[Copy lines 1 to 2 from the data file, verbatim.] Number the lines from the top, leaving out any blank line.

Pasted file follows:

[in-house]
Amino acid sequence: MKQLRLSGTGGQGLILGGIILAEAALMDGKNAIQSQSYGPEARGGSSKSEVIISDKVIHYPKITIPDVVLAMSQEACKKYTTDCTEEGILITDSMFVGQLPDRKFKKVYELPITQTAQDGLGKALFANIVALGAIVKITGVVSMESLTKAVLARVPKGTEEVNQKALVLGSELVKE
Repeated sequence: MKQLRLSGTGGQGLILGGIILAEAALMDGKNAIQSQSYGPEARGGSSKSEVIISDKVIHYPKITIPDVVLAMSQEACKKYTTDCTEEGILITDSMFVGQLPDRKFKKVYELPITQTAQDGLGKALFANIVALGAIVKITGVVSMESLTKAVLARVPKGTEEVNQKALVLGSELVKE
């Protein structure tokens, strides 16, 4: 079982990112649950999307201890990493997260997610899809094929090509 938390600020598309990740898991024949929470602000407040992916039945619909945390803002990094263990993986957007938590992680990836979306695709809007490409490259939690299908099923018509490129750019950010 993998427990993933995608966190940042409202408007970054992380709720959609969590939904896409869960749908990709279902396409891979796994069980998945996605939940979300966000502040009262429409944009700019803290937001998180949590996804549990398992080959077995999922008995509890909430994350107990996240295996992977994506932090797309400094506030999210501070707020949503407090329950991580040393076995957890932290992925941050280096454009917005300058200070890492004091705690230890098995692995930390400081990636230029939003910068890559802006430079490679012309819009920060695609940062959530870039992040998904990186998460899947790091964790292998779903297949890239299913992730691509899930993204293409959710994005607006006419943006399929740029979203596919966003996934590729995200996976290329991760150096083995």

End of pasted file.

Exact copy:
[in-house]
Amino acid sequence: MKQLRLSGTGGQGLILGGIILAEAALMDGKNAIQSQSYGPEARGGSSKSEVIISDKVIHYPKITIPDVVLAMSQEACKKYTTDCTEEGILITDSMFVGQLPDRKFKKVYELPITQTAQDGLGKALFANIVALGAIVKITGVVSMESLTKAVLARVPKGTEEVNQKALVLGSELVKE